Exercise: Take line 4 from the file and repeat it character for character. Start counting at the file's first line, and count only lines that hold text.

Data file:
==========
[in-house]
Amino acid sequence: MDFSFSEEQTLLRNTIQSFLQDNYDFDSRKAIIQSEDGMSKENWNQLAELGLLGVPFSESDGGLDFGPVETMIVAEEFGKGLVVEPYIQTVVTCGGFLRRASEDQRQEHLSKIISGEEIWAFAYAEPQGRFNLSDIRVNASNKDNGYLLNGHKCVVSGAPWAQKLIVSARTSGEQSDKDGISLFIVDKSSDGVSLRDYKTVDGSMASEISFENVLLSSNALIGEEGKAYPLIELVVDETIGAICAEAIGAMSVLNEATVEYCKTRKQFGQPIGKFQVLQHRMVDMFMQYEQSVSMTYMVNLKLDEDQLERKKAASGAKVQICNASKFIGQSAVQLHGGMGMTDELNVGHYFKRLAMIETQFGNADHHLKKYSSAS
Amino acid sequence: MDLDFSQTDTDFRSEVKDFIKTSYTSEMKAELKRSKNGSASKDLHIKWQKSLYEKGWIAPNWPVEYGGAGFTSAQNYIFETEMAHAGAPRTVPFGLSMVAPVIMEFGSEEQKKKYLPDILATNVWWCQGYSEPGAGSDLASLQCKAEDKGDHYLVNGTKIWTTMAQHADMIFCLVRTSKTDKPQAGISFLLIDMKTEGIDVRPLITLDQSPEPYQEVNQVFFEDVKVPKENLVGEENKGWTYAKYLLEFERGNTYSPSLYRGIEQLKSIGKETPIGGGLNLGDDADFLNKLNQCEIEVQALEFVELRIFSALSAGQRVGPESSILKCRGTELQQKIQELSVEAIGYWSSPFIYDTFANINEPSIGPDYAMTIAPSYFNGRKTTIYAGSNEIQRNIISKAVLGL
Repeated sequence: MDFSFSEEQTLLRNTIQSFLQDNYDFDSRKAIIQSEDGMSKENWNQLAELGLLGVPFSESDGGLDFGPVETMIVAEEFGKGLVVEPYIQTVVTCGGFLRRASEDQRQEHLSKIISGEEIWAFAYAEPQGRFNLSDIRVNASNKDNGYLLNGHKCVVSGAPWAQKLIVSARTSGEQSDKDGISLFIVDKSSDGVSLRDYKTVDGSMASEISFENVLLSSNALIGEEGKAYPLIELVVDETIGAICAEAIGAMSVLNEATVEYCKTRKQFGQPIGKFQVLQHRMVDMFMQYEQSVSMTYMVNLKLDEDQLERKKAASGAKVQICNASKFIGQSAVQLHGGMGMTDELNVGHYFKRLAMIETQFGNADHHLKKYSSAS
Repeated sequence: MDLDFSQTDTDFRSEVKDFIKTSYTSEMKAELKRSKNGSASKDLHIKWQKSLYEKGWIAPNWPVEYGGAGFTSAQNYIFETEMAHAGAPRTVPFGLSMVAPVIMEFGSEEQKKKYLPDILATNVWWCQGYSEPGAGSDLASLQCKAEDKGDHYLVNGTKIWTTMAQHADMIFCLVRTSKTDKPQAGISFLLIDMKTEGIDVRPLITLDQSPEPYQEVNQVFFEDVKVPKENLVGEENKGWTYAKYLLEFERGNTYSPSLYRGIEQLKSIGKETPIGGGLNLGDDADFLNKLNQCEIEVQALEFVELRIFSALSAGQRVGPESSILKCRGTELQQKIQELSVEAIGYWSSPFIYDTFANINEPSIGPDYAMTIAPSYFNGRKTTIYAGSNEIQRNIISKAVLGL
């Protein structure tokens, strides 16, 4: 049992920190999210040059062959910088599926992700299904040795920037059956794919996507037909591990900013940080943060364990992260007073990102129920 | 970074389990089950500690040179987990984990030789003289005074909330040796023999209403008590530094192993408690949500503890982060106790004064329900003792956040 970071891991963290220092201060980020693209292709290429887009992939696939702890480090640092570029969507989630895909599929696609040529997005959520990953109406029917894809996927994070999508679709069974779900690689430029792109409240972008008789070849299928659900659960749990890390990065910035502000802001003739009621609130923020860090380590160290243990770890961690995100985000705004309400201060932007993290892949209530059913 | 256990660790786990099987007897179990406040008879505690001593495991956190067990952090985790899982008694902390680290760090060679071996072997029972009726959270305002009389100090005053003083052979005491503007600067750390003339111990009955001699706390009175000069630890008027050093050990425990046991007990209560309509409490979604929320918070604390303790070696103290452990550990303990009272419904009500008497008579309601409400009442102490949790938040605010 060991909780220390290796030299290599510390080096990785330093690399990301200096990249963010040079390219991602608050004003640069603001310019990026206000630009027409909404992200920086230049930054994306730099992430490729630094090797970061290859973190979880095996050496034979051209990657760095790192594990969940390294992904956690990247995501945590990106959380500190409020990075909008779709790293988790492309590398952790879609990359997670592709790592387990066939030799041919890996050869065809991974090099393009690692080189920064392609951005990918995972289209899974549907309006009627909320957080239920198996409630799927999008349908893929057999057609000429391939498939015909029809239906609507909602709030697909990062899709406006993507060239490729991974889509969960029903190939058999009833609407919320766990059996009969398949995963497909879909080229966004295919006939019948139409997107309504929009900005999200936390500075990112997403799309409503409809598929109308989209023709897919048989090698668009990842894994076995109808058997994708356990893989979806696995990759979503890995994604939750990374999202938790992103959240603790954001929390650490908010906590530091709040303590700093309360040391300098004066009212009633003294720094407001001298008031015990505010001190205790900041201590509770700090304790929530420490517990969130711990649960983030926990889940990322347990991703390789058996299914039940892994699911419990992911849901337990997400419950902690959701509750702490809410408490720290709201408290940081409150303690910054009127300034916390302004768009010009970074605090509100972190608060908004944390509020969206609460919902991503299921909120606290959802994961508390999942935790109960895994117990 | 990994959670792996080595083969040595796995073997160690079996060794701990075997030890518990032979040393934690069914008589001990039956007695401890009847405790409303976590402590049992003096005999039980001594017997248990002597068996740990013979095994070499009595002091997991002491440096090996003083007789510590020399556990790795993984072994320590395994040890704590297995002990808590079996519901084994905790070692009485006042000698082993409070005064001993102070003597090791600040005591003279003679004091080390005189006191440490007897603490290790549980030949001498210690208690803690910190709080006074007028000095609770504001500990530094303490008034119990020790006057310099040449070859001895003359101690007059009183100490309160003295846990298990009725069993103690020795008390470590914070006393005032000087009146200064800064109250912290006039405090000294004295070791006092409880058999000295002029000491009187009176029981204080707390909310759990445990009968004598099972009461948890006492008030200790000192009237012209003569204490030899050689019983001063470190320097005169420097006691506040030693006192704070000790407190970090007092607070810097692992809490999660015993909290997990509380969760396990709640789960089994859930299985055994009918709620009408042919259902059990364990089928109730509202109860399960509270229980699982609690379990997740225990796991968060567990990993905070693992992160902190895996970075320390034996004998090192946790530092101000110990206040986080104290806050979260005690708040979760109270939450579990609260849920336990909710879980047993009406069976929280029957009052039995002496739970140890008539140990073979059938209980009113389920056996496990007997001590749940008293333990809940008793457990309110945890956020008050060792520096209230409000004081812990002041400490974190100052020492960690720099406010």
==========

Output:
Repeated sequence: MDFSFSEEQTLLRNTIQSFLQDNYDFDSRKAIIQSEDGMSKENWNQLAELGLLGVPFSESDGGLDFGPVETMIVAEEFGKGLVVEPYIQTVVTCGGFLRRASEDQRQEHLSKIISGEEIWAFAYAEPQGRFNLSDIRVNASNKDNGYLLNGHKCVVSGAPWAQKLIVSARTSGEQSDKDGISLFIVDKSSDGVSLRDYKTVDGSMASEISFENVLLSSNALIGEEGKAYPLIELVVDETIGAICAEAIGAMSVLNEATVEYCKTRKQFGQPIGKFQVLQHRMVDMFMQYEQSVSMTYMVNLKLDEDQLERKKAASGAKVQICNASKFIGQSAVQLHGGMGMTDELNVGHYFKRLAMIETQFGNADHHLKKYSSAS